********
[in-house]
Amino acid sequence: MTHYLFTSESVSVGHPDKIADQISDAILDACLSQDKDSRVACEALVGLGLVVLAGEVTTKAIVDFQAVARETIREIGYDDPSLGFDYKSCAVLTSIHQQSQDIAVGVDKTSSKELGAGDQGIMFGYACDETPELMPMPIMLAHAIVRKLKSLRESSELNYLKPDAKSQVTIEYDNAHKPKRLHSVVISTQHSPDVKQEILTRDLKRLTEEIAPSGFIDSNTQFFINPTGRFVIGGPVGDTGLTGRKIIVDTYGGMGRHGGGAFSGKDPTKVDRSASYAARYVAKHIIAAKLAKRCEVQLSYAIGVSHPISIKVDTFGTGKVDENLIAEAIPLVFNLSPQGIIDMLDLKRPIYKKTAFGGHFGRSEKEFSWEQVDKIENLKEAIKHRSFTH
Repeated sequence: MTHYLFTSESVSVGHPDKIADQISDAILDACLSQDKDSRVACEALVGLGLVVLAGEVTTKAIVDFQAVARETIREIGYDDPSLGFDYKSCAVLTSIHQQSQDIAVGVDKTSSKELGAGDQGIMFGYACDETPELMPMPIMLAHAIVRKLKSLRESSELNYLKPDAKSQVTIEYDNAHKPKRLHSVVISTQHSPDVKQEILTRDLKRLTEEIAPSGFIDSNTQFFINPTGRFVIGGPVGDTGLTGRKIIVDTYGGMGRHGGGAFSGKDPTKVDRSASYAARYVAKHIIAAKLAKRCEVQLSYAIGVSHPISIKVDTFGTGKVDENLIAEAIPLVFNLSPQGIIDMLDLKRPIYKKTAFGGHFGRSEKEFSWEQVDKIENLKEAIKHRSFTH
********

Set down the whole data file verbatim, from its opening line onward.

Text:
[in-house]
Amino acid sequence: MTHYLFTSESVSVGHPDKIADQISDAILDACLSQDKDSRVACEALVGLGLVVLAGEVTTKAIVDFQAVARETIREIGYDDPSLGFDYKSCAVLTSIHQQSQDIAVGVDKTSSKELGAGDQGIMFGYACDETPELMPMPIMLAHAIVRKLKSLRESSELNYLKPDAKSQVTIEYDNAHKPKRLHSVVISTQHSPDVKQEILTRDLKRLTEEIAPSGFIDSNTQFFINPTGRFVIGGPVGDTGLTGRKIIVDTYGGMGRHGGGAFSGKDPTKVDRSASYAARYVAKHIIAAKLAKRCEVQLSYAIGVSHPISIKVDTFGTGKVDENLIAEAIPLVFNLSPQGIIDMLDLKRPIYKKTAFGGHFGRSEKEFSWEQVDKIENLKEAIKHRSFTH
Repeated sequence: MTHYLFTSESVSVGHPDKIADQISDAILDACLSQDKDSRVACEALVGLGLVVLAGEVTTKAIVDFQAVARETIREIGYDDPSLGFDYKSCAVLTSIHQQSQDIAVGVDKTSSKELGAGDQGIMFGYACDETPELMPMPIMLAHAIVRKLKSLRESSELNYLKPDAKSQVTIEYDNAHKPKRLHSVVISTQHSPDVKQEILTRDLKRLTEEIAPSGFIDSNTQFFINPTGRFVIGGPVGDTGLTGRKIIVDTYGGMGRHGGGAFSGKDPTKVDRSASYAARYVAKHIIAAKLAKRCEVQLSYAIGVSHPISIKVDTFGTGKVDENLIAEAIPLVFNLSPQGIIDMLDLKRPIYKKTAFGGHFGRSEKEFSWEQVDKIENLKEAIKHRSFTH